Monday 26 September 2016

The 'Black Aeroplane' can take off

Tom Peacock

Published 16/03/2016 | 02:30

Nicky Henderson (Reuters)
Nicky Henderson (Reuters)

Will racing's 'Black Aeroplane' take off at Cheltenham once again after so many months in the hangar? We will learn the answer just after 3.30pm today.

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The nickname given to Sprinter Sacre had never looked more appropriate than in the Betway Queen Mother Champion Chase of three years ago, as he delivered the consummate destruction of six useful rivals.

More victories followed, before disaster struck at Kempton the following Christmas, when Barry Geraghty came to a halt after a handful of fences.

An irregular heartbeat was diagnosed; not life-threatening but enough for the precious specimen to disappear for more than a year.

Nicky Henderson had never seemed truly happy with Sprinter Sacre last season and it was only in November that this gelding delivered one of the finest Cheltenham moments outside of the Festival, coming 14 lengths clear of reliable yardstick Somersby.

The irresistible cruising speed and effortless motion across fences had returned, and it is that performance, rather than his subsequent battling defeat of Sire De Grugy, which gives him a valid chance of winning.

Reckless

Un De Sceaux, the hot favourite, raced with such zeal as a novice that it was bordering on the reckless. It won him the Arkle, but he was a noticeably more relaxed in landing the Clarence House at Ascot in January.

What lingers about Un De Sceaux is his tendency to make the odd, brainless error - over Christmas he basically ran into Leopardstown's second-last fence.

Another such mistake seems a possibility, but we are in for a treat if the big two, along with a couple more former winners in Dodging Bullets and Sire De Grugy, are all in contention up the home straight.

It could be a memorable afternoon for the returning wounded. The last time Balthazar King was on a racecourse, it looked ominous, as he lay hidden behind the dreaded green screens while the Grand National field passed around the Canal Turn.

The veteran had not only broken ribs but punctured a lung, and spent six weeks recovering in Liverpool.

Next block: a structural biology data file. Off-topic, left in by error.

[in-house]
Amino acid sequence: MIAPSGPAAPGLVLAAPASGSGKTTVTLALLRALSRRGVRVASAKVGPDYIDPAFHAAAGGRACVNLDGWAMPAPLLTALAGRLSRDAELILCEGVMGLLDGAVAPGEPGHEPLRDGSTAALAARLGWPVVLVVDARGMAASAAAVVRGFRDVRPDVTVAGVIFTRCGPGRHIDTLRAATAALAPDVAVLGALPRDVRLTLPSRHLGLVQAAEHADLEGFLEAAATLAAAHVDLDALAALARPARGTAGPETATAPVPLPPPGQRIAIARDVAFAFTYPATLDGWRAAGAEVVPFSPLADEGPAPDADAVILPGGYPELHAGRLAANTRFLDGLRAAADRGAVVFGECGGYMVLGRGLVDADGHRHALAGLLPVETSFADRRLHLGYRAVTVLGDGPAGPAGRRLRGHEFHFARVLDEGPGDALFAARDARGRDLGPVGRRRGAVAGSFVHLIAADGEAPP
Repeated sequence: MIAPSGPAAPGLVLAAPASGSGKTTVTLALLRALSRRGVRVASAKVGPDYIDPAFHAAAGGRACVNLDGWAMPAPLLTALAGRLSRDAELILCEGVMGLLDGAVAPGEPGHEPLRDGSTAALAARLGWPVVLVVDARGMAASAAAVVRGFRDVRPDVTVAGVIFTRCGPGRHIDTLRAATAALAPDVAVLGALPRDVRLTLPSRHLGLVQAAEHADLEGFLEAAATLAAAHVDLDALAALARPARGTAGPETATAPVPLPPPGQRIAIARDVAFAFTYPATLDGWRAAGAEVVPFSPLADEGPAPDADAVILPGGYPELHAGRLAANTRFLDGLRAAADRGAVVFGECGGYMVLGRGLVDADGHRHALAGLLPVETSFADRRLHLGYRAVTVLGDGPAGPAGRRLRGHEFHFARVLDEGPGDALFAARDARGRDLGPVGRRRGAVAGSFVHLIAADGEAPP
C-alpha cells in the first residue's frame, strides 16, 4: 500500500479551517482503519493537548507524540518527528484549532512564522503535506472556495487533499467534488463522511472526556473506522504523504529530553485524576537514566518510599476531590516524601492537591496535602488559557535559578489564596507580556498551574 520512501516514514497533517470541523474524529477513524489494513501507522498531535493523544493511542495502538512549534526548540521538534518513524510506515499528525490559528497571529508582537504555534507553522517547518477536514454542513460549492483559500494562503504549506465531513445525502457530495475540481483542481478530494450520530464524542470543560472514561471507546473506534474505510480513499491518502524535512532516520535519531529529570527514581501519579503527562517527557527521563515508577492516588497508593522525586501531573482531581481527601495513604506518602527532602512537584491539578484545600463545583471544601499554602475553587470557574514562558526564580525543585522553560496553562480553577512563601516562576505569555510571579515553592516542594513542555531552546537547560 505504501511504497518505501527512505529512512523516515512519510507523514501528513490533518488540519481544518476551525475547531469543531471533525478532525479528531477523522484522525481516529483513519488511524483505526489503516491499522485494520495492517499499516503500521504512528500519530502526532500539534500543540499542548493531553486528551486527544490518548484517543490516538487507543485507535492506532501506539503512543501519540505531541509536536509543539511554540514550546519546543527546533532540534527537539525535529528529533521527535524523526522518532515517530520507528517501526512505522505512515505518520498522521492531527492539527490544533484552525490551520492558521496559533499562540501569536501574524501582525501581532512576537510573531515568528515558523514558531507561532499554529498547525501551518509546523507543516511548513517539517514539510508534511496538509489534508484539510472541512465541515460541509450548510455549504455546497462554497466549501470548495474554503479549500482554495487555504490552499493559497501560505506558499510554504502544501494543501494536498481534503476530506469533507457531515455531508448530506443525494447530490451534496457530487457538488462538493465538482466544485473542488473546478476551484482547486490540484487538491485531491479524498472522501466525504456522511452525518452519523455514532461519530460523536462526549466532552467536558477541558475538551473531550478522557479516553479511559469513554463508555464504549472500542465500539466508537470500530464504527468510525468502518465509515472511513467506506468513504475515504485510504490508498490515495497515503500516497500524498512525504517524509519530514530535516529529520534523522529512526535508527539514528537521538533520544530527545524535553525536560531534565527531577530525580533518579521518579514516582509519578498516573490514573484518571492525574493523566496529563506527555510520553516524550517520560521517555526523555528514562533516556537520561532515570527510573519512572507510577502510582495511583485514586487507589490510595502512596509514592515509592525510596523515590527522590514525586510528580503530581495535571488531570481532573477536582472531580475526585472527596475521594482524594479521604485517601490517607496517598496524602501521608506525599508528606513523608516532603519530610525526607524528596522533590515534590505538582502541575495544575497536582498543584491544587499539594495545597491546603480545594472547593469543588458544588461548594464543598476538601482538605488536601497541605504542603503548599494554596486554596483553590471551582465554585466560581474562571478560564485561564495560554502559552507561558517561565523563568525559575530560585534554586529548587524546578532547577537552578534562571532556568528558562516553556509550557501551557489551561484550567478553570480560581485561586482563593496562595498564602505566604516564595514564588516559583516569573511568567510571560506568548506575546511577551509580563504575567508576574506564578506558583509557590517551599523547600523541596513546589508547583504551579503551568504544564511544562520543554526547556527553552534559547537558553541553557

Balthazar King is quite fantastic around the cross-country course and was twice a winner of this Glenfarclas Chase when it was a handicap.

He is even better suited by the revised race conditions that have eliminated the handicap.

Josies Orders, which has taken the two lead-up races in the old champion's absence, is clearly improving and should be afforded the utmost respect because of the tried-and-tested combination of Enda Bolger and Nina Carberry, but still has a few pounds to find.

Richard Johnson regards Balthazar King as his best ride of the week, even if trainer Philip Hobbs is slightly more cautious.

"There's a little bit of a doubt about his lung capacity, and there's a little bit of a dent in his side," Hobbs said.

"I don't think that is an issue or we wouldn't be running. His work has been just as good as ever it was."

The RSA Chase might also go the way of the home team. Sandy Thomson's Seeyouatmidnight beat Blaklion at Cheltenham on New Year's Day and, as both should be in their element over this extra distance, it would come as no surprise if they again fought out the finish of this Grade One.

If Yanworth, perhaps the most impressive winner of a Festival trial this season when dotting up at this course in January, is a bit of a no-brainer in the Neptune Novices' Hurdle, both the Coral Cup and the Fred Winter Hurdle, as ever, induce severe headaches.

Paul Nicholls' lightly raced, improving novice Politologue might be a few pounds in front of the handicapper in the Coral Cup, while the joint bottom weight Our Thomas, at 25/1, is in with a shout in the Fred Winter on the pick of his form.

Mob-handed

Mullins first made his name at this Festival in the mid-Nineties when beginning a stable domination of the Champion Bumper and he is mob-handed again today in his attempt to win this race for the ninth time.

The easy Navan winner Augusta Kate, owned by a syndicate that includes Lee Westwood, Alan Shearer and Ant and Dec, looks best of Mullins' septet.

But trainer Nigel Twiston-Davies is sweet on the chance of Ballyandy, which looked really good when scoring at Newbury last month, and he might be another for the home side. (© Daily Telegraph, London)

Telegraph.co.uk

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